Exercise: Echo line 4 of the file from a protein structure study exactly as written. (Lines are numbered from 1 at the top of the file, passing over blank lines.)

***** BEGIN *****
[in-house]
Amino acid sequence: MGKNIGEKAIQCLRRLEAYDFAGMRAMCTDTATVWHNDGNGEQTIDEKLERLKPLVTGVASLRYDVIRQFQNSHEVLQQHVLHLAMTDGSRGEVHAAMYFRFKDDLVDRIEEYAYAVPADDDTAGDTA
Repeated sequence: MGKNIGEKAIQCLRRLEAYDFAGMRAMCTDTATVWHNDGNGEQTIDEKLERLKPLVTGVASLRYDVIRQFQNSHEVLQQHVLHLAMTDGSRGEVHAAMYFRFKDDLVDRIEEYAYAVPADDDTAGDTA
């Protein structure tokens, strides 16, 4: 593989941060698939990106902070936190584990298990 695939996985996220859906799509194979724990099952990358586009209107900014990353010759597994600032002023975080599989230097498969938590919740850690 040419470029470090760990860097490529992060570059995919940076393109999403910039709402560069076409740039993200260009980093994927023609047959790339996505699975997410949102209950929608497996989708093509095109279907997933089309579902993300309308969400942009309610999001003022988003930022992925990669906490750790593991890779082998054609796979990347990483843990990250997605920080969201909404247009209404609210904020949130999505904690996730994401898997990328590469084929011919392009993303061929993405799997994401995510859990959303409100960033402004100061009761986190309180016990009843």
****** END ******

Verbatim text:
């Protein structure tokens, strides 16, 4: 593989941060698939990106902070936190584990298990 695939996985996220859906799509194979724990099952990358586009209107900014990353010759597994600032002023975080599989230097498969938590919740850690 040419470029470090760990860097490529992060570059995919940076393109999403910039709402560069076409740039993200260009980093994927023609047959790339996505699975997410949102209950929608497996989708093509095109279907997933089309579902993300309308969400942009309610999001003022988003930022992925990669906490750790593991890779082998054609796979990347990483843990990250997605920080969201909404247009209404609210904020949130999505904690996730994401898997990328590469084929011919392009993303061929993405799997994401995510859990959303409100960033402004100061009761986190309180016990009843």